A firewall with negative 48 volt (-48V) power is quite the pain to power from 230 volts, and since its only on a Core Duo, lets run down what it has instead!


Note: This article is meant for those who would like to know more about the inner workings and hardware of this system since it was impossible to find what it actually contained. If you are looking to buy one of these, this article might be of help.

Picture source: clicky.

So this is a 1U sized rack mountable packet director for SIP protocol traffic used in communications data.
In my case, I got this as a bonus with another system I am as of today still working on.

Once I found out this “Net-Net” (Seriously who thought of that name) is actually using 48 volt power on its input, and then has DC to DC converters to send 12 volt to the computer itself it dawned on me power it would not be an easy option.

You can look at a hardware rundown here or here from the manufacturer, but it will not tell you what exactly it is using..


I looked at it for a while until I noticed one of the power supplies has burn marks on the metal near the plug and internally on one of the coils. So, instead of paying 119 dollars each for new power supplies for what ultimately turned out of be a Intel Core Duo system I will instead completely mention all chips and hardware I can possibly identify and make an educated guess for what it does.

Note: Sadly the whole assembly is damaged so a full picture of the unit would look horrible, I will not include one for that reason.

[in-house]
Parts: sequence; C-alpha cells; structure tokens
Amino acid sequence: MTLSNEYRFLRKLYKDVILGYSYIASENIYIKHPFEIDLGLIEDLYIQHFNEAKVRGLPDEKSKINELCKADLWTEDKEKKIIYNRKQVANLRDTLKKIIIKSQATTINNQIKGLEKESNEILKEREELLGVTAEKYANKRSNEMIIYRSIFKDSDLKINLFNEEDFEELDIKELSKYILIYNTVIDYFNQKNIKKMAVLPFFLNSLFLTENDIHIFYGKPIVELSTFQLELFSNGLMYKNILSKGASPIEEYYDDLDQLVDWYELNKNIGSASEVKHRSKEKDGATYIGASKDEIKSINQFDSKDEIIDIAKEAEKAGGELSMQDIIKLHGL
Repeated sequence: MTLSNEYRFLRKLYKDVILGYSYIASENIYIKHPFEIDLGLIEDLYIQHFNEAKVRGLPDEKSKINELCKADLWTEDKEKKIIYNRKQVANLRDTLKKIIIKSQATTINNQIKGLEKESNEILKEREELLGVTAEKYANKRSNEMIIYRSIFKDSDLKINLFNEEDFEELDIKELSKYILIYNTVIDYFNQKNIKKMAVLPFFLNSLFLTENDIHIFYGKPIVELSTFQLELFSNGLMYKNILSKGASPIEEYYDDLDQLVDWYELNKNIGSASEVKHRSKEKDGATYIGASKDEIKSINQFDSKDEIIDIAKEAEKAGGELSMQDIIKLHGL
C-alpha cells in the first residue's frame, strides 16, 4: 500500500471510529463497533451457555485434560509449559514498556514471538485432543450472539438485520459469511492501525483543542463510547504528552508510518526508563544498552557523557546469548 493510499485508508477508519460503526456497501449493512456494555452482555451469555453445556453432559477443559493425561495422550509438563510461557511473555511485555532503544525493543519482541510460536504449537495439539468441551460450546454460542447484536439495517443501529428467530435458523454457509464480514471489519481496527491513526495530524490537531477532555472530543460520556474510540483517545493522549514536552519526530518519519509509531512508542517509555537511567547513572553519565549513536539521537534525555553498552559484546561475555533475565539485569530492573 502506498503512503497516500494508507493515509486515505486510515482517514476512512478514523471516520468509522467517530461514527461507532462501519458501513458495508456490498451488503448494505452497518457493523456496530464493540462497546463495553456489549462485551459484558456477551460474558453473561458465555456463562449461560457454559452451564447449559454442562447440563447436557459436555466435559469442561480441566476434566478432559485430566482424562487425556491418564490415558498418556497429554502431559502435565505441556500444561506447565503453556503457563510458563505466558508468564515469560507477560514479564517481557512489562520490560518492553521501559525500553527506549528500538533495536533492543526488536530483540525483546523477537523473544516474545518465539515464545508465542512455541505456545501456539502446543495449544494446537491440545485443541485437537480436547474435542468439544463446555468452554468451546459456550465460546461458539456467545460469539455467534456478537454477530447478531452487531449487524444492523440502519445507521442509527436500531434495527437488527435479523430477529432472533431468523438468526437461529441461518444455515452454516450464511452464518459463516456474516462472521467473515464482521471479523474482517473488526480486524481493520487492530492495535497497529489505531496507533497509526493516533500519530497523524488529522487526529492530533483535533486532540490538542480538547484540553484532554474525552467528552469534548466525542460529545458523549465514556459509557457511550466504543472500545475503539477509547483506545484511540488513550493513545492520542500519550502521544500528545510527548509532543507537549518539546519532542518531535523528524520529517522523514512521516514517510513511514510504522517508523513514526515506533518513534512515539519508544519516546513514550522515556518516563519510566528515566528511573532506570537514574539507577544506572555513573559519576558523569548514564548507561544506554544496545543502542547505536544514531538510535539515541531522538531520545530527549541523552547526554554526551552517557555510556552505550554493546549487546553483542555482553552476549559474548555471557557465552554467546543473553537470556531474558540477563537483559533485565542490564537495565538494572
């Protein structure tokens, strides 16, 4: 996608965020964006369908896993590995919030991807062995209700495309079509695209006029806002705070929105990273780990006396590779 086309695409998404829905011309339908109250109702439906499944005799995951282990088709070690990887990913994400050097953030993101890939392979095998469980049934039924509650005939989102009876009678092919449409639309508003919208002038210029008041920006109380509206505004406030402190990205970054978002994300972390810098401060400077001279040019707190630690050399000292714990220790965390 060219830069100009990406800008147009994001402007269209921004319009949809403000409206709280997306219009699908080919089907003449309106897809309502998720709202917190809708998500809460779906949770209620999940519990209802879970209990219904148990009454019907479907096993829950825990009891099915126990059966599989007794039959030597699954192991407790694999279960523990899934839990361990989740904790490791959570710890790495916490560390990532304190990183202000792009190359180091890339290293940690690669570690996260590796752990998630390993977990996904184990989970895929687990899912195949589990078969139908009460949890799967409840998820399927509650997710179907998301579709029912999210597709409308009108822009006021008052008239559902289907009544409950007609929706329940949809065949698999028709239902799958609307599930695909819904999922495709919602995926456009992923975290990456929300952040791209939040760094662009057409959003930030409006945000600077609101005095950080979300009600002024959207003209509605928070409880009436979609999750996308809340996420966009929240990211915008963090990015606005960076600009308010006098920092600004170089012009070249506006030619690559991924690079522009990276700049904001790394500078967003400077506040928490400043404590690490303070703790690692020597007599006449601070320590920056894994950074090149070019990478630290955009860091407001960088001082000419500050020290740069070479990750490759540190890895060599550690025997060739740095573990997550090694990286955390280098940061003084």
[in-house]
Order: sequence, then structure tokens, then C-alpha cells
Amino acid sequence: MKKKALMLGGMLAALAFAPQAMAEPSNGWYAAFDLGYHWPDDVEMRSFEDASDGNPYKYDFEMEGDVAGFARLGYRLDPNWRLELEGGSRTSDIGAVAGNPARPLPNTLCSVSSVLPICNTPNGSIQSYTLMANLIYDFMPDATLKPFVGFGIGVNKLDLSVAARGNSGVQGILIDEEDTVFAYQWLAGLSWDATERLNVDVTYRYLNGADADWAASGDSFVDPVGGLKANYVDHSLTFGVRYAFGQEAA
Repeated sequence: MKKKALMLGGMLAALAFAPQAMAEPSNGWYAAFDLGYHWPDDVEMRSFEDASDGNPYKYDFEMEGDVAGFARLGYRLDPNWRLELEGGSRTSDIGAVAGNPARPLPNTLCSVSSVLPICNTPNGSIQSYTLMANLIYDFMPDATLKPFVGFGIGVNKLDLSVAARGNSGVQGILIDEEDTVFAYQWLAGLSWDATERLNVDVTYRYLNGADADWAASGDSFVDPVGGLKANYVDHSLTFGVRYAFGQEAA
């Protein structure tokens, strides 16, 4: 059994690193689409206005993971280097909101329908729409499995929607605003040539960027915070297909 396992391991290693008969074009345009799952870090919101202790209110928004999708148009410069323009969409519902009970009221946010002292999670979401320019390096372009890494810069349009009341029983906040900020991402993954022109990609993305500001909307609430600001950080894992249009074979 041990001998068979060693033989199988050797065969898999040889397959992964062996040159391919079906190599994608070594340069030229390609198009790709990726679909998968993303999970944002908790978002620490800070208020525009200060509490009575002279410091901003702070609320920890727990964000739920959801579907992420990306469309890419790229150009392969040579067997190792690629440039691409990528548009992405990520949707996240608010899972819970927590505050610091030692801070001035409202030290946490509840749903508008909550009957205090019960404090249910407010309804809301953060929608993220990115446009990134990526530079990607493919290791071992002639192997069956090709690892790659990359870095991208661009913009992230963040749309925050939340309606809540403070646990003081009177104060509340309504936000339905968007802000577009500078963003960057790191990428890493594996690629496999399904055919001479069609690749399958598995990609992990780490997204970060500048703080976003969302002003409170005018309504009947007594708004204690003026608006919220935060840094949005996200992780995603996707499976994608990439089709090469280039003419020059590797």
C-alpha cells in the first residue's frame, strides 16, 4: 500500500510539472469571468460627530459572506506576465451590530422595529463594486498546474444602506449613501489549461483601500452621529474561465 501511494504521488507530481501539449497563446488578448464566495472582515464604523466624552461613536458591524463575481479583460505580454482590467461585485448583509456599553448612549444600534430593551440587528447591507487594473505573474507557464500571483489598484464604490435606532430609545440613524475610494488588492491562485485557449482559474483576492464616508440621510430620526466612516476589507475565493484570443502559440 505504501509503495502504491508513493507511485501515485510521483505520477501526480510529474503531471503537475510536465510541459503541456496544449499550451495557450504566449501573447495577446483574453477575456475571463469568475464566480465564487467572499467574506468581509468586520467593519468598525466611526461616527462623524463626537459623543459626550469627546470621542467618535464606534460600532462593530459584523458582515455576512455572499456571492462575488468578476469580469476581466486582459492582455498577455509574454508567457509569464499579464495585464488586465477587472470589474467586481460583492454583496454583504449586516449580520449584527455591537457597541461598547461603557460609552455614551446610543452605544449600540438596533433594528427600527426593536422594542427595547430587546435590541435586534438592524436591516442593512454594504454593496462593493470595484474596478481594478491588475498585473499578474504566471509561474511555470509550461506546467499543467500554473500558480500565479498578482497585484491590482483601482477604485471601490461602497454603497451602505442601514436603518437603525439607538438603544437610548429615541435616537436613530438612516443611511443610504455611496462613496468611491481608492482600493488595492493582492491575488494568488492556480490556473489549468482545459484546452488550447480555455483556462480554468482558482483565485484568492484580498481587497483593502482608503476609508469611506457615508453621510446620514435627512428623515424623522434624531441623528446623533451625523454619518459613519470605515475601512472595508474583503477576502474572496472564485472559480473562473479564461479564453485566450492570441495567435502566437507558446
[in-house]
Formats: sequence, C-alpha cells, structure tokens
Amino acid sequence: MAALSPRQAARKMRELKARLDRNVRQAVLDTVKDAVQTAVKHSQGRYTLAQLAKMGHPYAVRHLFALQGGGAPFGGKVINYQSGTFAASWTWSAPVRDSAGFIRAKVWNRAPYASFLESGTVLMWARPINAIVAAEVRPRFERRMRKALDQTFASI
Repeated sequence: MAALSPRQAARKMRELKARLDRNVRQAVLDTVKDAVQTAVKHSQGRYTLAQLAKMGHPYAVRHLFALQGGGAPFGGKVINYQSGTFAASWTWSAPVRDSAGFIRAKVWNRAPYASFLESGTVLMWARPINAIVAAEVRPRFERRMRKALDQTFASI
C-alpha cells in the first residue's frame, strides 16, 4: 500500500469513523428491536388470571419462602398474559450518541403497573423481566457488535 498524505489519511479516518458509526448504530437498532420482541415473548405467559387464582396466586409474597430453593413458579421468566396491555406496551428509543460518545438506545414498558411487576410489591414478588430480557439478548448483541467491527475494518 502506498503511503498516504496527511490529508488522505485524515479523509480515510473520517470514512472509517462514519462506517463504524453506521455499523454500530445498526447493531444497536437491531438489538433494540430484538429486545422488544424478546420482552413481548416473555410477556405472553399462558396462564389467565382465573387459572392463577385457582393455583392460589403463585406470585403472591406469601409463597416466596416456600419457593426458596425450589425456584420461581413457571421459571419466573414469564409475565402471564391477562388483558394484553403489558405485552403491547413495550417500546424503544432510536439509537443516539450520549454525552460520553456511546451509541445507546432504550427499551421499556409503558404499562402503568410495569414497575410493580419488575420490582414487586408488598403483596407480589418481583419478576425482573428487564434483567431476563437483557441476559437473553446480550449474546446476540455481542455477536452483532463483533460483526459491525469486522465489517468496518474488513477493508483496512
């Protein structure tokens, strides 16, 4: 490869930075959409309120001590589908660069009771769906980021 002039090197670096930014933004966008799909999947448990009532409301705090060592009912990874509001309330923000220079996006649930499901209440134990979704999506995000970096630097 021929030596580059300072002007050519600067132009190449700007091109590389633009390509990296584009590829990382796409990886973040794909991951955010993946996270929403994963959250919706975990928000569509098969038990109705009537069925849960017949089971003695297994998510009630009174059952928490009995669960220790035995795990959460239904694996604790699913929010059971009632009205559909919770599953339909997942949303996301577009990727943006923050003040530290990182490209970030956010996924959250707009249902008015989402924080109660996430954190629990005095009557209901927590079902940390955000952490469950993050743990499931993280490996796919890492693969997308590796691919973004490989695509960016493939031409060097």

Main SBC:

The main computer that does the processing is built on a single block, a Single Board Computer. In this machines case, it is built onto a “COM Express” connection. COM also being an abbreviation of Computer On Module.

The main computer board.
The computer board, assembled with RAM and its heatsink.

Here is what the module is built out of:

  1. Processor:
    Intel Core Duo T2500 @ 2.00Ghz (Info)
  2. RAM:
    Two SMART Modular Technologies SG564568FG8NWIL 1GB DDR2 modules.
  3. Chipset:
    Intel GM945 Express Chipset
  4. Network:
    Broadcom BCM5789KFB6 gigabit Ethernet.
  5. Flash ROM BIOS:
    SST 49LF008A 8 Megabit Flash ROM
  6. I/O Controller:
    Intel 82801GHM I/O Controller

The hardware is question is comparable to my ThinkPad T60, which has a T2400 processor. The board cannot do 64 bit computing and is thus limited to around 3.5GB of RAM, this module has two gigabytes installed.

Motherboard Hardware:

And by that I mean, not the hardware on the SBC, the heart of the system but rather the extra hardware that is built to operate for this exact network appliance.


  • Two CPLD Units: NetLogic 75K72234
    Goal unknown, likely support hardware for the “Two-level encryption acceleration hardware” listed in the hardware overview PDF.
  • One AMCC nP3750 (nP3750PBC-700):
    5-Gbps Network Processor with Integrated Traffic Manager

AMCC nP3750 Network Processor:

This massive chip deserves its own paragraph because I realized this is how they can achieve the multi-gigabit of traffic performance using a Core2Duo.

This chip handles most of the traffic itself, has a massive RAM buffer it can use utilizing both RAM types it supports;

Quad-Data-Rate SRAM and RLDRAM-II

The AMCC CoProcessor complex surrounded by SRAM and RLDRAM

The nP3750 includes four embedded Ethernet MACs, specialized coprocessors that perform classification, policing, and coherent database management for unparalleled line-rate performance.

The nP3750 supports high-performance memory interfaces such as RLDRAM-II and QDR-II SRAM.

AMCC 2006.

It basically leaves the Core2Duo to simply manage and control the onboard CPLD’s and this monster of a coprocessor.
Of course I cannot interface with it since I cannot start the system up, but even if I could I am 90% sure this chip is so niche no open source solution like PFSense would be able to even use all the RAM and processors embedded into it.